Hawaiian Shirts Get over Their Daddy Issues

The tropical print, once a staple for dads on vacation, finds new life among queer culture and women in the workplace.
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Everyone wants to be a dad on vacation, sans the cargo shorts. There’s nothing more opulent, more indulgent than a middle-aged man taking time off from work to embarrass himself in a foreign land, completely unconcerned with the repercussions of his cultural snafus. There’s a lack of pretense, a commitment to self-care, inherent to his attitude; while his wife and kids pore over tour schedules and activities to fill the time, the dad lazes by the pool and nourishes an equally ebullient sunburn. Integral to the dad on vacation is the Hawaiian shirt, a short-sleeve button-down host to a multitude of bright-colored botanical patterns. Once a decided fashion “don’t,” the Hawaiian shirt has found new life this summer, well beyond the beach. 

Palm Angels’ Men’s Spring 2020  collection featured the tropical print heavily, evoking a cross between billionaire playboy and bohemian wanderer. The reach extended from the short-sleeve button-down to bomber jackets and blazers, adding a sophisticated edge to a motif that could dangerously verge on tacky. The subdued color palette also steps away from the coconut-studded beachside to the streets of a small Meditterranean town. 

Some, however, have embraced the unabashed camp of the Hawaiian shirt in full-force. Shia LaBeouf sports the print in his now cult-famous streetwear style, a devout follower of the gorpcore, hiking trail-meets-runway mentality. The shirt also harks back to his Disney channel days as the titular character in Even Stevens. Disney teen style is not known for its subtlety, and the Hawaiian shirt is just one of the ways trends have been shifting to the louder and bolder. Stranger Things’ newest season also takes a page from the fashion of 1985, dressing its characters in electric patterns and prints. Police Chief Hopper most notably covets a peach-colored button-down, declaring it “something fresh.” El also ditches the pale babydoll dress and oversized hand-me-downs for a Keith Haring-esque jumpsuit and scrunchie and a canary-yellow Aztec print that really jumps out against the Upside-Down.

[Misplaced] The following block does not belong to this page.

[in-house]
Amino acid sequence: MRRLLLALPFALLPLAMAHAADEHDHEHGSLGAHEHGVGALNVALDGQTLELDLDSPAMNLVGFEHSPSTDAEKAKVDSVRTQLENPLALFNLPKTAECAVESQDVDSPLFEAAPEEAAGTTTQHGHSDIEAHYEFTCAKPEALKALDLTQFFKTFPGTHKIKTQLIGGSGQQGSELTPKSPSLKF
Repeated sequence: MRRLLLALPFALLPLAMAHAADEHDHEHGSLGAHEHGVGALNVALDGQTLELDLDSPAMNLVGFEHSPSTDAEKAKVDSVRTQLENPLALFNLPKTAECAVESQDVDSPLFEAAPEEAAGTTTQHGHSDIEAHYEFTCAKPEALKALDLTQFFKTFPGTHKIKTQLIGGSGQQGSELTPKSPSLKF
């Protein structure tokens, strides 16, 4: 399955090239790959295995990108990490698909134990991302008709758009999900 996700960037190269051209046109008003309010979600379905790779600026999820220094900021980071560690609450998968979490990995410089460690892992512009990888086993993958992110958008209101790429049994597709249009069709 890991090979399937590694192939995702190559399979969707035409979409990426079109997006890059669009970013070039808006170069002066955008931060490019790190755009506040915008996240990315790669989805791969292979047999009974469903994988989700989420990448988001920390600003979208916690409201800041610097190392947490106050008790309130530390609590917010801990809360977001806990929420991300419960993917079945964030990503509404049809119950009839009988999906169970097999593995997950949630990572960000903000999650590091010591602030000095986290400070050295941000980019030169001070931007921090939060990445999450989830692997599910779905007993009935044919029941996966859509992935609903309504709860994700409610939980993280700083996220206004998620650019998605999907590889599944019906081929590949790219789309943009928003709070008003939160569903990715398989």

Eleven's new look makes a striking statement against the void.

Perhaps the most devout followers of the Hawaiian shirt, however, come from an unexpected subculture. Lesbians and gay men alike have been co-opting the dad wear in a new branch of androgynous style, paired with anything from boyfriend jeans to board shorts. A Britney-esque tie at the front adds a playful, feminine twist to an otherwise frumpy outfit, while some may opt to button all the way up the collar for a more formal edge. Whether buttoned up, down, or gaping open with a white tank underneath, the Hawaiian shirt has become a summer staple to replace the lesbian’s warmer flannel and to add a tropical twist to the standard H&M printed shirt.

Like most trends that begin in subculture, they find a way to the mainstream. The polar opposite to the dad on vacation is the young working woman (lesbian or otherwise) who has adopted the Hawaiian shirt for the business casual. Tucked into a wide-leg pant or midi skirt, a parrot-studded print can make an office girl feel like she’s taking a much-needed vacation, even if she’s on her third coffee of the day. 

The Hawaiian shirt’s redemption arc follows the greater trend of younger millennials and Gen Z taking to thrift shops to dress like their fathers, whether it be called normcore, gorpcore, or dadcore. Bucket hats, another dad-on-vacation staple, have also birthed a new life, as have sport sandals, chunky sneakers, and the infamous Croc. Unlike these other accessories, the Hawaiian shirt is foundational enough to gain a different identity however style you wear it, always speaking for itself. If you want to make a summery statement, or if you just want to feel like a salaried executive taking a week off in Cabo, try a Hawaiian shirt. 

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